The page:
Polls, Predictions, Soothsayers and a False Reality
Ask a dozen people who they think are the most powerful families in the US today, and you’ll get a short list of answers. All of them will, almost certainly, be wrong.
The Bush family would probably be mentioned most often in response to your informal poll – after all, they can seat a President, an ex-President and a Governor at the table for Thanksgiving dinner. That’s a tough trifecta to beat.
The Clintons can do pretty well on holidays with a Senator and an ex-President to claim. The Kennedys also have an impressive collection of resumes at their family reunions, especially if Maria brings Arnold with her.
But no clan comes close to wielding direct power over the social fabric of American life as The Nielsen Families do, those carefully chosen anonymous few whose television viewing habits are electronically measured. The economic impact of television is in the hundreds of billions of dollars, yet the industry depends entirely on mysterious, secret sampling formulas applied by self-certified experts to determine where that enormous flow of money will go.
A wonderful scam, really, one that would make P. T. Barnum proud. Take a tiny sample of the general public, make an semi-educated guess about what’s being viewed on all of the televisions in the land, and then have everyone accept your results as Fact. There’s no downside, really, because nobody can ever prove you wrong. It’s even better than the fortune-telling con “Miss Cleo” used to get rich during her few weeks of fame.
Public opinion polls have morphed into the same soothsayer mode as the Nielsen ratings. Both rely on fewer and fewer samplings to make their projections; soon they'll both be using just the Smith family from Indiana to assess the national mood.
The pollsters at Gallup have convinced the nation that by phoning 767 or 1022 selected people to question, they can predict the political beliefs and potential votes of millions of people. Meanwhile, nobody in the television or advertising business questions the validity of Nielsen numbers despite the tiny fraction of viewers they actually sample.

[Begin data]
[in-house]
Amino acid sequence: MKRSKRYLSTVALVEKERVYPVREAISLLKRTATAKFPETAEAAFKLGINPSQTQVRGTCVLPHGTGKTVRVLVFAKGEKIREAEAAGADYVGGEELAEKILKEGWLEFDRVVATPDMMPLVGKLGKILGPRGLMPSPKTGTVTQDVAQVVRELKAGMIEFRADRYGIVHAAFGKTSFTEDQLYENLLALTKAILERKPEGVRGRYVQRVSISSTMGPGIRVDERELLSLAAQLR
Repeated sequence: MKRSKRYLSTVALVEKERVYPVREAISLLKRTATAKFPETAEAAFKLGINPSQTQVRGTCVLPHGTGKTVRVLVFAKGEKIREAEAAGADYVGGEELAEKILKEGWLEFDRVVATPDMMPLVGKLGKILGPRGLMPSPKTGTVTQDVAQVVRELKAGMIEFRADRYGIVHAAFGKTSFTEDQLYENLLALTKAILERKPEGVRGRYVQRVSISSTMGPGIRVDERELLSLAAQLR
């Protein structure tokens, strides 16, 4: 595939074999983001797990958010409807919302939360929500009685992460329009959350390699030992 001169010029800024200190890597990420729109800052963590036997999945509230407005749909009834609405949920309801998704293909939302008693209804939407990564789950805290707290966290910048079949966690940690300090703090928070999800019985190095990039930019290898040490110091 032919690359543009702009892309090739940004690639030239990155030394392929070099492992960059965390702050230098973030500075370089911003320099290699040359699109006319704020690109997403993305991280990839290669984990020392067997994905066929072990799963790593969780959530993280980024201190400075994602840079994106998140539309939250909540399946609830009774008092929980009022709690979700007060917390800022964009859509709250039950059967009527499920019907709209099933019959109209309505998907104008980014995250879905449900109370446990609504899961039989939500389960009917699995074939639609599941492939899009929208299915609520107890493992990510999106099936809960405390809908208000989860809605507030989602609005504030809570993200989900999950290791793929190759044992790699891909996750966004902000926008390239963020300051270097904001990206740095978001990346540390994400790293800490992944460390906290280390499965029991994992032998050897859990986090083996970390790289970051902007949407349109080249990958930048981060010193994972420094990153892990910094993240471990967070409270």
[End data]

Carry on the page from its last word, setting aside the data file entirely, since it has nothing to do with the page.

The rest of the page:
Over at Gallup they admit to a margin of error of four or five percent, but even if they’re proven wrong by events, that doesn’t shake their faith. They simply refine their methods a bit and start a new poll. But no margin of error exists in the Nielsen world, where a one percent change in ratings will affect millions of advertising dollars.
All this educated guessing would just be good entertainment and the source for a few side bets, except that far too many people take the “results” seriously. We may be getting bad television because of flawed Nielsen sampling. What’s worse is that we may be electing poor representatives because of bad polling practices.
Polls have become a compelling force in politics; they can determine the outcome in a close election by trying to predict it. How often - be honest, now - have you voted for a candidate because all you knew about them was that they were ahead in the polls? Did you question the validity of those polls at the time?
No, you didn’t. Neither did a lot of other folks. They just absorbed the numbers and moved on, usually spreading disinformation as they went.
The faith-based pseudosciences of polling and ratings shape the political and social landscape of America more than ever. Invented as a way of reflecting reality, they’ve grown in influence to the point of creating reality. It may be time to do to them what the Republican party wants to do to our bloated federal government – shrink it down to a size small enough to drown in a bathtub.
That won’t happen in television because the industry needs numbers of some kind, any kind, to attract those advertising billions. It can happen in politics if we collectively choose to refuse to participate in polls and ignore the results when they are announced. Even better, we could all start voting the opposite of poll results until their credibility is completely destroyed.
We might not get a better government, but considering what we have now, there’s little to lose by trying.